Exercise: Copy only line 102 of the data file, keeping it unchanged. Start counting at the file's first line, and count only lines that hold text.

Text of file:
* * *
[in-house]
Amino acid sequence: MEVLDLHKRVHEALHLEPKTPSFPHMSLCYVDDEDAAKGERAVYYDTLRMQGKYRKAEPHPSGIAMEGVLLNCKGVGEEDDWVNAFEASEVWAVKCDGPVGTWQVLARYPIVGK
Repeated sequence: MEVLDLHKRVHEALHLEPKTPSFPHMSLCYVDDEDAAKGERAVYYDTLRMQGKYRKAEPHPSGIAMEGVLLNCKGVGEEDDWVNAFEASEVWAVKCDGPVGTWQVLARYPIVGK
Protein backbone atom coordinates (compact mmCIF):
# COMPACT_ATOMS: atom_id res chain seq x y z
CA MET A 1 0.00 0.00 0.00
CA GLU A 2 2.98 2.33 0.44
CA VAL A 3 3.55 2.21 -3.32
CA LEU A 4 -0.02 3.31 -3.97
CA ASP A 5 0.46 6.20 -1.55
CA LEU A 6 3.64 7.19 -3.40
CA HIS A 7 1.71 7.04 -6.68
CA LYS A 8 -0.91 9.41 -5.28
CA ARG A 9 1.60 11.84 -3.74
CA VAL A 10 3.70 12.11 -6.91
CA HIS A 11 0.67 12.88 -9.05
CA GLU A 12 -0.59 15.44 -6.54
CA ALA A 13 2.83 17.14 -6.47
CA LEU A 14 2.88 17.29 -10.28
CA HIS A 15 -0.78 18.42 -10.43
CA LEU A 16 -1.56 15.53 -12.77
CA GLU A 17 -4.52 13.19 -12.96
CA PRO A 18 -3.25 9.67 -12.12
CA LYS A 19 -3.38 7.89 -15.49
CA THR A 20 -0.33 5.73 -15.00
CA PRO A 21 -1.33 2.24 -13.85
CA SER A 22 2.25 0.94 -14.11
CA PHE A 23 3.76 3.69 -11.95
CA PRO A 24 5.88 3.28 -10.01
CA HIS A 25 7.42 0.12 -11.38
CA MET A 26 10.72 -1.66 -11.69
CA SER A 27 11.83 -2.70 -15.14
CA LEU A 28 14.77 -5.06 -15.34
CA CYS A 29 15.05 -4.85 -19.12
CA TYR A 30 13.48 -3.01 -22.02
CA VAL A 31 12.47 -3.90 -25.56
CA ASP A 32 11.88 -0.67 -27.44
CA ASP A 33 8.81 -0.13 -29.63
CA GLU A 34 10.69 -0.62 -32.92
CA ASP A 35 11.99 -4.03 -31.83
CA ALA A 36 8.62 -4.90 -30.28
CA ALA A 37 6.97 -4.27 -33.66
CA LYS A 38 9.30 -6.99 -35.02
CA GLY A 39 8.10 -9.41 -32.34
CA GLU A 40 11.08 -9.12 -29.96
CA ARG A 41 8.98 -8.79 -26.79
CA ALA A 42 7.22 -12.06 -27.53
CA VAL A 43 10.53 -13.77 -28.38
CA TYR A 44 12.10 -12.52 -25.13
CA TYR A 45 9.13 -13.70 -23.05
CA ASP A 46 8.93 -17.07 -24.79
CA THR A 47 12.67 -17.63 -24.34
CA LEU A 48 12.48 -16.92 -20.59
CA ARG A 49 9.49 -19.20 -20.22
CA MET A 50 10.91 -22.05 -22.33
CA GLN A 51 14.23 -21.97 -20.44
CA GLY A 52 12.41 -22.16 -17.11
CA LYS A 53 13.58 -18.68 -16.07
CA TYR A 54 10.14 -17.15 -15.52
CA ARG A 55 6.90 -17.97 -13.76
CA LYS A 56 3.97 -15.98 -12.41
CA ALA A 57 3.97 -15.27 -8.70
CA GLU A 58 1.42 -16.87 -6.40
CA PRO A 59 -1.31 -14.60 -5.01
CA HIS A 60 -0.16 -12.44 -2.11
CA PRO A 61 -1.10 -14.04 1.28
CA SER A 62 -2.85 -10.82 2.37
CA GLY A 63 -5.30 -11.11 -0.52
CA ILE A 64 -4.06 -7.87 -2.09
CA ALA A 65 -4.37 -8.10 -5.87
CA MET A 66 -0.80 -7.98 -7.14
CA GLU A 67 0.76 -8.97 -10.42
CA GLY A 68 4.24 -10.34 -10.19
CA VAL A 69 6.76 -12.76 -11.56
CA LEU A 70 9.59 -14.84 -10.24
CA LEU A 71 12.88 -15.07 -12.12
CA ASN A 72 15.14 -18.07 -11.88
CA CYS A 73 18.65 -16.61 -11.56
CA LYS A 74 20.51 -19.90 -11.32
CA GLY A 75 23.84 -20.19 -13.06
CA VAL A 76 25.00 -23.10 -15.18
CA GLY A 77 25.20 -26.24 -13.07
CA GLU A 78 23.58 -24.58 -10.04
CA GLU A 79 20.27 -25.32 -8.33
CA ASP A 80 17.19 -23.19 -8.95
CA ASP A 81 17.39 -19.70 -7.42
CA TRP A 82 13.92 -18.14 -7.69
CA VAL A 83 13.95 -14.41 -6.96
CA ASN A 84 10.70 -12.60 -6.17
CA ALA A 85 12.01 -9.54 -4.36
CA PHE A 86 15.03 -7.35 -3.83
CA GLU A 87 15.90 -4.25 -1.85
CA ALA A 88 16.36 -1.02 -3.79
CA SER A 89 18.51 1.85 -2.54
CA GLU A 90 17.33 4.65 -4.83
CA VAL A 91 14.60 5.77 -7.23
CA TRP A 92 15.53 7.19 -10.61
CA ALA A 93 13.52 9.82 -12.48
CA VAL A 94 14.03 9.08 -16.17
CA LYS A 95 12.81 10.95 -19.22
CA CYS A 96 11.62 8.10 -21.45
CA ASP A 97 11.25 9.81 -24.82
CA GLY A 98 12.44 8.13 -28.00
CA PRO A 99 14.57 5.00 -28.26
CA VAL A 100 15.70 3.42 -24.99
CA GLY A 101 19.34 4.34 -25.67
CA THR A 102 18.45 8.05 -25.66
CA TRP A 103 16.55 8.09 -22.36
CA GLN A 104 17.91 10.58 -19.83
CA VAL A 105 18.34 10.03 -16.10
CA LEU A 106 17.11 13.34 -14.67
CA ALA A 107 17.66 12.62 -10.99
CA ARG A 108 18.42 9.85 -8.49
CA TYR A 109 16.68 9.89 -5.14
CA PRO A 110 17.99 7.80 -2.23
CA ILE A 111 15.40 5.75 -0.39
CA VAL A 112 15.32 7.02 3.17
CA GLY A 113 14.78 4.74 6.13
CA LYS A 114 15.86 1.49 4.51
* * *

CA ASP A 97 11.25 9.81 -24.82